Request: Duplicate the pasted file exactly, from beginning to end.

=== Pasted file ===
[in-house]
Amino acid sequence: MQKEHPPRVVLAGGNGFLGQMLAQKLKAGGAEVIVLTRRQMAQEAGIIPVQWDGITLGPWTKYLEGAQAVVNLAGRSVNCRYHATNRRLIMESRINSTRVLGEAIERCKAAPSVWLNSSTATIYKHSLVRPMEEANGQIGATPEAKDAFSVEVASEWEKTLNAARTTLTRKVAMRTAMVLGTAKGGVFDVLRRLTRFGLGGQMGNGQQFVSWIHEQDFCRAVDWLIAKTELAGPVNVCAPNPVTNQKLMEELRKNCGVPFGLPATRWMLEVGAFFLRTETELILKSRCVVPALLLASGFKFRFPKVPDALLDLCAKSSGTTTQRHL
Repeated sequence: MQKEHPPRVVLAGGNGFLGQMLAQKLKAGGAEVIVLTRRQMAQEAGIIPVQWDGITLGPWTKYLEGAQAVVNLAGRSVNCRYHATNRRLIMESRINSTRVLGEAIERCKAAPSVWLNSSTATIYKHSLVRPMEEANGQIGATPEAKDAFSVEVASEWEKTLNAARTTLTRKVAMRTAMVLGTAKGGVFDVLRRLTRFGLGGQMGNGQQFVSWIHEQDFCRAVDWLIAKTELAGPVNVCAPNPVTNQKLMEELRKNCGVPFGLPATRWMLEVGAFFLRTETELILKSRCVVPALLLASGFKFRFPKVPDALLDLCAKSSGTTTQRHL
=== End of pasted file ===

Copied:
[in-house]
Amino acid sequence: MQKEHPPRVVLAGGNGFLGQMLAQKLKAGGAEVIVLTRRQMAQEAGIIPVQWDGITLGPWTKYLEGAQAVVNLAGRSVNCRYHATNRRLIMESRINSTRVLGEAIERCKAAPSVWLNSSTATIYKHSLVRPMEEANGQIGATPEAKDAFSVEVASEWEKTLNAARTTLTRKVAMRTAMVLGTAKGGVFDVLRRLTRFGLGGQMGNGQQFVSWIHEQDFCRAVDWLIAKTELAGPVNVCAPNPVTNQKLMEELRKNCGVPFGLPATRWMLEVGAFFLRTETELILKSRCVVPALLLASGFKFRFPKVPDALLDLCAKSSGTTTQRHL
Repeated sequence: MQKEHPPRVVLAGGNGFLGQMLAQKLKAGGAEVIVLTRRQMAQEAGIIPVQWDGITLGPWTKYLEGAQAVVNLAGRSVNCRYHATNRRLIMESRINSTRVLGEAIERCKAAPSVWLNSSTATIYKHSLVRPMEEANGQIGATPEAKDAFSVEVASEWEKTLNAARTTLTRKVAMRTAMVLGTAKGGVFDVLRRLTRFGLGGQMGNGQQFVSWIHEQDFCRAVDWLIAKTELAGPVNVCAPNPVTNQKLMEELRKNCGVPFGLPATRWMLEVGAFFLRTETELILKSRCVVPALLLASGFKFRFPKVPDALLDLCAKSSGTTTQRHL